Fixing Ghost Movies

A while back, we had a discussion on everything wrong with our attempts to make exorcism movies. Good ones, anyways. That done, I figured we might try to keep the ball rolling and talk today about how to repair our stories of ghosts and haunted houses.

Now as a disclaimer, I’m coming into all this with some bias. While I’ve never had anything particularly against these kinds of movies, ghost and haunting stories have always been my least favorite kind of horror. Heavily reliant on jump scares, rather than psychological horror, they’ve always struck me as being not all that much different than an amusement park ride. That’s all just to say that I’m not what you’d call an expert by any means, but I think  we can all agree on some ground rules here.

Let’s get started.

Drop the Victorian Crap

It’s not every ghost story that’ll include junk from this period in time- just most of ’em. If you see the ghost, 9 times out of 10, it’s some woman in ragged-but-unmistakable Victorian garb. This is actually one of the arguments skeptics use to discredit most paranormal claims- we’ve had so many people die since the 1800s that the fact that most every “sighting” is of a specter in turn-of-the-century clothing just shows how deeply ingrained this trope is into our psyche.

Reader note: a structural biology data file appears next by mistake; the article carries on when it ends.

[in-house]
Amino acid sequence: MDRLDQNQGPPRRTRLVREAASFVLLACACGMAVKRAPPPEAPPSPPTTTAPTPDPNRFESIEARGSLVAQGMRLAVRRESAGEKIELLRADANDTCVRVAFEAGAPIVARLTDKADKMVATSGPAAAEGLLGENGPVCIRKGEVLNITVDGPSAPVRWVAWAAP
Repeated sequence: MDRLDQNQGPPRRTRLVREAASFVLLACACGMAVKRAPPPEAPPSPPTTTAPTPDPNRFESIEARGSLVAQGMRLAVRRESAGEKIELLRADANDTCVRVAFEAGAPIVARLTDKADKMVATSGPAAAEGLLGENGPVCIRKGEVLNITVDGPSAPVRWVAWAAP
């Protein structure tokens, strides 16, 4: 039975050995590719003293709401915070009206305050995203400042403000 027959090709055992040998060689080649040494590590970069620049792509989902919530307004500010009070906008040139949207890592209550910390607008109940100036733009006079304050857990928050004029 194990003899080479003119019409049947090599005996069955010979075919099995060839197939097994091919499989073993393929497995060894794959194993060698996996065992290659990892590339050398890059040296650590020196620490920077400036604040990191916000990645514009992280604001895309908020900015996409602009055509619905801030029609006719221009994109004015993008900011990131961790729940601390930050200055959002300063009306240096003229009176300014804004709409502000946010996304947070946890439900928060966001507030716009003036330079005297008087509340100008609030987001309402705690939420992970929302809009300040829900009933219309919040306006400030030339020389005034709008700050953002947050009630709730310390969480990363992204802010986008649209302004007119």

Of course, that doesn’t stop the film industry from showing nothing but that.

Granted, in the movie’s defense it looks like it actually is set in the 1800s, so the whole Victorian schtick is at least explained- that still doesn’t make any of it less tiresome.

And it’s not just the ghosts- it’s everything.  The settings, the props- old mirrors, dolls, mysterious antique boxes, little red balls that’ll inevitably roll down the stairs seemingly of their own accord. The moment the audience sees ’em there’s a collective internal groan of “here we go again”.

Right back at ya, Tina…

It’s a question of realism- who even has this kind of stuff anymore? 30 or so years ago, yeah, I could see someone inheriting some old turn-o’-the-century junk, but these days it just feels out of place. Horror can’t be horror unless the threat feels real, and the classic “you’ve inherited a haunted mansion” story is becoming harder and harder to buy.

We don’t exactly have a ton of these things lying around either…

Don’t get me wrong- I understand why people choose these settings. You can’t exactly do a convincing ghost story in a cramped apartment in the middle of the city, and as much as Japan tries to cash in on technology-horror (see One Missed Call or The Ring), it’s still a really tough sell.

There’s gotta be some other options, though. Haunted farm. Ghost town.  Heck, even some new housing development could probably be scary if you added the right twist. I’ve even seen a submarine make for a pretty decent haunting-story. All in we have got to stop relying on these old crutches if we want to make something worth watching.

Give Folks a Reason to Stay in the House

I mean seriously.

There’s no sane person who would watch their curtains inexplicably catch on fire and stay in the house. Even the most die-hard skeptic who’d argue there’s a rational reason for everything would still have the good sense to check into a hotel for a couple days while his house’s spontaneous combustion issues gets looked at.